Building bridges: Why countries are coming together to regionalise payment systems

January 7, 2021 | By Hayden Harrison

If nothing else, the coronavirus pandemic has proved that our lives are intrinsically related to the lives of people all around the world. Even while national borders have been closed, trade in goods and services has continued to flow between them at increasing rates.

The majority of cross-border trade is proximity-based, most often taking place between close neighbours than it does between distant ones. Intra-continental trade is highest in Europe, (69 %), Asia (59%), and North America (31%). The share of intra-African exports as a percentage of total African exports increased from about 10 percent in 1995 to around 17 percent in 2017, giving reason to suggest that trade will be a key driver of growth in Africa as it is elsewhere.

But interbank account payment systems (otherwise known as automated clearing houses, or ACHs) are typically domestic in nature. With no central scheme or network operator, there is very little interoperability between different countries. This makes payments complex and expensive when trading with countries abroad and represents a barrier to fast, predictable and certain movement of money.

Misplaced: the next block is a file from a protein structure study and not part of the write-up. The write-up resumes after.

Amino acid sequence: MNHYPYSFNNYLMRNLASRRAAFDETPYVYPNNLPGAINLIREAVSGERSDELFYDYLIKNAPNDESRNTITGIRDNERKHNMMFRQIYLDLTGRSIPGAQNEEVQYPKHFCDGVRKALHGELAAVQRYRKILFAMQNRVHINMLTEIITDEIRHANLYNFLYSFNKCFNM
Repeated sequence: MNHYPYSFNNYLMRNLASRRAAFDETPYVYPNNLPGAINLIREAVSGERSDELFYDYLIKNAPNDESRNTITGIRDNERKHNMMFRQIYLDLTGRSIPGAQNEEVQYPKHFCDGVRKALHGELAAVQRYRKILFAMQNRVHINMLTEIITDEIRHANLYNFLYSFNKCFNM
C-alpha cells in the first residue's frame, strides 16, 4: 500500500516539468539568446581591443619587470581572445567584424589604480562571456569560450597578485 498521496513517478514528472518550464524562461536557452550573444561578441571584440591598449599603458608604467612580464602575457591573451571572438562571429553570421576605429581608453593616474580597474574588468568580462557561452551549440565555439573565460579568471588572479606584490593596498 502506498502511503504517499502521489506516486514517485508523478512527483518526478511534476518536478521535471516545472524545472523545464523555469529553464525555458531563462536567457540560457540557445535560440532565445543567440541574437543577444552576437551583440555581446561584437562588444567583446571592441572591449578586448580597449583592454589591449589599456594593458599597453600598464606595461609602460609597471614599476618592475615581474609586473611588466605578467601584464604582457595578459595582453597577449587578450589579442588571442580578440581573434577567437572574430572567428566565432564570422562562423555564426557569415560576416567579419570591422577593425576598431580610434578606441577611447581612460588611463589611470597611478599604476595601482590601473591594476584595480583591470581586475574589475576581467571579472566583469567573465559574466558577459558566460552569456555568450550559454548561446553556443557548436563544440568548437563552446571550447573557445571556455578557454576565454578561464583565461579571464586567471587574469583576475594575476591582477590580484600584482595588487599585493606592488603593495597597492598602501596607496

Consumers and businesses are calling for better regional payment system interoperability. The benefits are multifarious: it allows payment system users to transact more seamlessly and securely across borders; it helps payment service providers reduce their operational costs, and it enables innovation of financial products and services at scale. Regional interoperability also supports increased velocity and volume of cross-border trade, which promotes global economic stability and growth.

Time is ripe for payment system modernisation

It’s a heavy lift to modernise a critical national payment infrastructure, says James Sherwin-Smith, general manager of international managed services at Mastercard. “It's the way that people get paid; it's the way people and businesses pay their bills; it's the way a government collects taxes and pays out benefits. And you typically have multiples of gross domestic product travelling through those systems.” Operators have understandably focused their efforts on domestic needs — modernising their infrastructures to support real-time payments and advanced data standards — over international ones.